Thirty years ago I wrote the Daily Mirror leader which appeared on the wedding day of Charles and Diana.
The penultimate paragraph said: "This is the stuff of which fairy tales are made." When the then Archbishop of Canterbury began his sermon, it was with those words. He had clearly got up early that morning, sat down to write the sermon without a thought in his head, then been inspired to plagiarise my leader when he read it over his breakfast tea.
There was a different feel to today's nuptials. It was a pageant but not a fairy tale. Different times, different couple but those don't completely account for it.
The spectre noticeable by its absence wasn't Blair or Brown, outrageous as their exclusion was, but Diana.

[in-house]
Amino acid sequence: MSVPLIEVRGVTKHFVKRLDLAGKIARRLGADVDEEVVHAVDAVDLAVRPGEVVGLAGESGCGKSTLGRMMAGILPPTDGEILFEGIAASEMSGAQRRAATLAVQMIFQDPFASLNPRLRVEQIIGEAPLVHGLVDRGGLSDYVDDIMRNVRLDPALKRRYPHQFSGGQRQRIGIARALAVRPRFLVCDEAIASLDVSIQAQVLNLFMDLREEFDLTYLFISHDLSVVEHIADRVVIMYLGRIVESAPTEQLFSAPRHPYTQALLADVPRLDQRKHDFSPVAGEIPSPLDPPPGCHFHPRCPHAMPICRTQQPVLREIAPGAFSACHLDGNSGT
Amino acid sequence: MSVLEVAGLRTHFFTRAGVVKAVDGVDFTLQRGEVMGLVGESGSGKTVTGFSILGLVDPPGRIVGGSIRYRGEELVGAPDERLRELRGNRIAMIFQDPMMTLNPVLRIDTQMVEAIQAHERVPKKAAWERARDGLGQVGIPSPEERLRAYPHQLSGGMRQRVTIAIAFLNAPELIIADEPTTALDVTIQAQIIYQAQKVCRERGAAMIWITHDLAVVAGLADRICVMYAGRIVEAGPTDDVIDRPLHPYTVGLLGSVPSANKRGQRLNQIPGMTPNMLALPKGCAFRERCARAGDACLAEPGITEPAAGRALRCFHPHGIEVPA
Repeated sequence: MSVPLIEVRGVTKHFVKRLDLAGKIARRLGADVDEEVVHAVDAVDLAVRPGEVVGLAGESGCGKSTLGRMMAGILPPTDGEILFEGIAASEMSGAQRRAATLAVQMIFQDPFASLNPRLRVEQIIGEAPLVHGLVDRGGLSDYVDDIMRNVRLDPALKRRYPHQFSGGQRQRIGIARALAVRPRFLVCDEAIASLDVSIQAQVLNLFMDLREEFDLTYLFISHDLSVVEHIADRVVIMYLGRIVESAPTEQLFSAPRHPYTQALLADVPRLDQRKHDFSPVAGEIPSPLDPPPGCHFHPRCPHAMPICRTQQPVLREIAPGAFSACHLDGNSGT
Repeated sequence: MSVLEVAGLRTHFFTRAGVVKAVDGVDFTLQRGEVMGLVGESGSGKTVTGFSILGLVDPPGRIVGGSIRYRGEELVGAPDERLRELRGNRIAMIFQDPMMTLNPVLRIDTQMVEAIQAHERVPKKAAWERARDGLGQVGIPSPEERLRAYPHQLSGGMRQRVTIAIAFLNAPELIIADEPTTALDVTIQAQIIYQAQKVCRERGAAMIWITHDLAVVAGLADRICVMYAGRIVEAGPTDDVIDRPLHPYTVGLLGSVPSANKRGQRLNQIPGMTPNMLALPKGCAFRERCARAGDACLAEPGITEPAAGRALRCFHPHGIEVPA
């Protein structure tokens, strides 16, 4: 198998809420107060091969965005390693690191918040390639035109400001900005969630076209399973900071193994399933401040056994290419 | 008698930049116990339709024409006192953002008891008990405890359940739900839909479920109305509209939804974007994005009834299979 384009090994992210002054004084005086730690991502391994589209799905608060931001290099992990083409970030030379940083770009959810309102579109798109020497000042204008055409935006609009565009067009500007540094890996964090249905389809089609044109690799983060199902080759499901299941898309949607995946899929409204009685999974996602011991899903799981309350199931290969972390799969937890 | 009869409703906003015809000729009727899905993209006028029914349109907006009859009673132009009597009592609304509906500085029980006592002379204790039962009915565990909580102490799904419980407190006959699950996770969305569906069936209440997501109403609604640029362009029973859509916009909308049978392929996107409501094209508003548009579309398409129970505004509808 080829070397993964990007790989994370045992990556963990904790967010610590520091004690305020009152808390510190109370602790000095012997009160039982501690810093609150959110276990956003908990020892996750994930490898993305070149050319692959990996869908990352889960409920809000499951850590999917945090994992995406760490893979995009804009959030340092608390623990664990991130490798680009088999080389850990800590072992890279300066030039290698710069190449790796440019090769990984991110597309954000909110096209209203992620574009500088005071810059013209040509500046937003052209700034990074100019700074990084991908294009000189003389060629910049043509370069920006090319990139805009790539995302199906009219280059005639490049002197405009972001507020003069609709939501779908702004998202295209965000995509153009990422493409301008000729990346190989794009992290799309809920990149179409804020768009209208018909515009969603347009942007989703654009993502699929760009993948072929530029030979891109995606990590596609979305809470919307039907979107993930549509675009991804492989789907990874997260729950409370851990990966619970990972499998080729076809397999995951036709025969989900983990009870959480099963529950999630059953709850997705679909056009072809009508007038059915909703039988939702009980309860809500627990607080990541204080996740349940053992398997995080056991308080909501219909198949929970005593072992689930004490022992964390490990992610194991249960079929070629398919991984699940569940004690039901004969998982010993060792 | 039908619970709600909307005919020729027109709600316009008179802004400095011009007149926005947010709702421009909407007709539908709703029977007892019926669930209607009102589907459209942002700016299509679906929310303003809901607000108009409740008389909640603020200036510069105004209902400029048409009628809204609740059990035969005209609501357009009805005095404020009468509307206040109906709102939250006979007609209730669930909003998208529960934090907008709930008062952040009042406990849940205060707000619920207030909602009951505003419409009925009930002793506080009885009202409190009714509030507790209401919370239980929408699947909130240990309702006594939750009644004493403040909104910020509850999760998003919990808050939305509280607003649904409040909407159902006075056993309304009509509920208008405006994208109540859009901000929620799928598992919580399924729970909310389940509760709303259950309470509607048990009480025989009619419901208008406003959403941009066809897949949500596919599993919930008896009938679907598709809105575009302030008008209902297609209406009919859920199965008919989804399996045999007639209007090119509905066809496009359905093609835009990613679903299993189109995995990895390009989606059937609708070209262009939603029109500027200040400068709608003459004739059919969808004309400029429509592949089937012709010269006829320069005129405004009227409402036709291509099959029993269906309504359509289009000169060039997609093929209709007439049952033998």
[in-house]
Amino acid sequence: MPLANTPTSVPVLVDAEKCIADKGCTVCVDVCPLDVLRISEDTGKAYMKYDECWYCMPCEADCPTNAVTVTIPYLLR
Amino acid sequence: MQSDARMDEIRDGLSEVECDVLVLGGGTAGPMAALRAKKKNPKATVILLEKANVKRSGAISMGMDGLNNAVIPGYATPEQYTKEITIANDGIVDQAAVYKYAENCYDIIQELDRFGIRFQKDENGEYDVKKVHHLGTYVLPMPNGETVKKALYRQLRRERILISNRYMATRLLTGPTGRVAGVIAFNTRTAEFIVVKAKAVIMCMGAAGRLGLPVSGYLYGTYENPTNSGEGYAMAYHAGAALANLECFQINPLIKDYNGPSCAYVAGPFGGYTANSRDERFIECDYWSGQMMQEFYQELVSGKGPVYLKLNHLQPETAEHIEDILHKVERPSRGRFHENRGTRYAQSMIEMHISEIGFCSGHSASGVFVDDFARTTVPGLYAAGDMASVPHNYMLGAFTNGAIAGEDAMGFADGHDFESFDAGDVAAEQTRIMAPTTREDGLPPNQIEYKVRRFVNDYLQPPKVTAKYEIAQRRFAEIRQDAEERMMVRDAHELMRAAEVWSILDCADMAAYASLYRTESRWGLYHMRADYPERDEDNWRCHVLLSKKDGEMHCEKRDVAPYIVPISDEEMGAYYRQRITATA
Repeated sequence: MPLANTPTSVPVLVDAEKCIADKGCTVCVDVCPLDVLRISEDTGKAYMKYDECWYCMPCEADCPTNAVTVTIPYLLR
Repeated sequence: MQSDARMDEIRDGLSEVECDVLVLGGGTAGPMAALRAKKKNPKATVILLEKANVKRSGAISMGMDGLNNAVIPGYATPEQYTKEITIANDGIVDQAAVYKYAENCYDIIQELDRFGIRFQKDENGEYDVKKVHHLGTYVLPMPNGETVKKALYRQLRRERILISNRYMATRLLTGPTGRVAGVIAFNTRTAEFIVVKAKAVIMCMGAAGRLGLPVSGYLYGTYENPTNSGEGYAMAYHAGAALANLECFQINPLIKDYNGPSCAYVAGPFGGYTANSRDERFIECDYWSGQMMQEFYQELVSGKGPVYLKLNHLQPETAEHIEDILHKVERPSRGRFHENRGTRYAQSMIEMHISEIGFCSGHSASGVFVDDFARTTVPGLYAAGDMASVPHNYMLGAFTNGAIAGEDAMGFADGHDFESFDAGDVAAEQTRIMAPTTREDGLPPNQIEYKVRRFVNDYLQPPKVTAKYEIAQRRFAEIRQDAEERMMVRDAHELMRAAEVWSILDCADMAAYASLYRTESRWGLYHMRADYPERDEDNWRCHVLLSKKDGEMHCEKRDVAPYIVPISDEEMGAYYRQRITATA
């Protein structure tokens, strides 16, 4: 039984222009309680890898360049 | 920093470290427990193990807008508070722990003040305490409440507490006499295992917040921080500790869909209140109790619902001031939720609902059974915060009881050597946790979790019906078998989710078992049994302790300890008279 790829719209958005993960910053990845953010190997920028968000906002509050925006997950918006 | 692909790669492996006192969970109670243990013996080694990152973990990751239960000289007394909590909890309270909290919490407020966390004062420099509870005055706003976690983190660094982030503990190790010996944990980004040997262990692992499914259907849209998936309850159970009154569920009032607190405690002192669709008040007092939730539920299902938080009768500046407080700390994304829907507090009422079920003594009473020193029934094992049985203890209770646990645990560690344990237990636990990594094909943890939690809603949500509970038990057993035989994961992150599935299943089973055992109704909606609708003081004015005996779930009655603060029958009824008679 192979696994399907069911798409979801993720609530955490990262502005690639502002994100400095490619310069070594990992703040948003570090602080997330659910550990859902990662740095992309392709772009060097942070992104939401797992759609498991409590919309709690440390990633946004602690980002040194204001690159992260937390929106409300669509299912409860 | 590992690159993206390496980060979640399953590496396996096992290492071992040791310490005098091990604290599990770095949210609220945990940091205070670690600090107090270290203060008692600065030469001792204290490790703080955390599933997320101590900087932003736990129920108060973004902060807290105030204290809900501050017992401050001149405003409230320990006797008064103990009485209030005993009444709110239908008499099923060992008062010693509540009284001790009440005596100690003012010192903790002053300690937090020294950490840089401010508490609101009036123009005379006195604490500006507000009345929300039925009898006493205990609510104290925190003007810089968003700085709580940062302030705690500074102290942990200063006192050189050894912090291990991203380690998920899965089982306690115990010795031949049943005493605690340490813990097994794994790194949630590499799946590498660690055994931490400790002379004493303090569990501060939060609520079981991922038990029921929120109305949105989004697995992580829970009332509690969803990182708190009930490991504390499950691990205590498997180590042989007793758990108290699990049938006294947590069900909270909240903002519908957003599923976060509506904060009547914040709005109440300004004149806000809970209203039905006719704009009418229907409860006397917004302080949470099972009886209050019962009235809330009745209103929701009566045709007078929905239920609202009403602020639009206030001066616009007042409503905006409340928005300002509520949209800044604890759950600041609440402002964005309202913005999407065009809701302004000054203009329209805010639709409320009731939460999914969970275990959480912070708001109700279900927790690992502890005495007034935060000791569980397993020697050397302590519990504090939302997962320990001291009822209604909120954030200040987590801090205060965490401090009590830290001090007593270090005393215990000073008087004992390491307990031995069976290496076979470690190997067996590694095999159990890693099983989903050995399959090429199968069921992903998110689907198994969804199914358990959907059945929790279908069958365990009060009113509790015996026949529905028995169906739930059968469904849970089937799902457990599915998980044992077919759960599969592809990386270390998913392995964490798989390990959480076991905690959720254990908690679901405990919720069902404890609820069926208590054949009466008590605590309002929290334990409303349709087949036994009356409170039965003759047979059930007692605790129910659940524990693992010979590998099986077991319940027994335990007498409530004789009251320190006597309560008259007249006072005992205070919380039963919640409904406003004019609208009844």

With the passing of time, the anti-Diana brigade has become more vociferous and its sneering at her more acceptable. But she was one of the most significant figures of the 20th century - almost certainly the most significant British woman. Had she lived, I still believe she might have brought down the monarchy.
Strangely enough, I thought Kate today looked rather regal. You can imagine her sitting on the throne in 20 or 30 years.
You never could with Diana. She was something more than that.
I began today by reading the chapter on the beheading of Anne Boleyn in the book The Six Wives of Henry VIII. What a vile woman she was, responsible for the destruction and killing of just about all those she disliked.
But before then and since, the British monarchy has been littered with nasty and inadequate members. They are one of the most dysfunctional families imaginable.
William and Kate seem OK. There is a long way to go, though, before they rule, if they ever do. And their child would be monarch into the next century, which is a long time away.
Diana taught the royals a lot and William appears to have inherited something from her, though not her waywardness and rebellion.
Would that I could be around when it all unravels.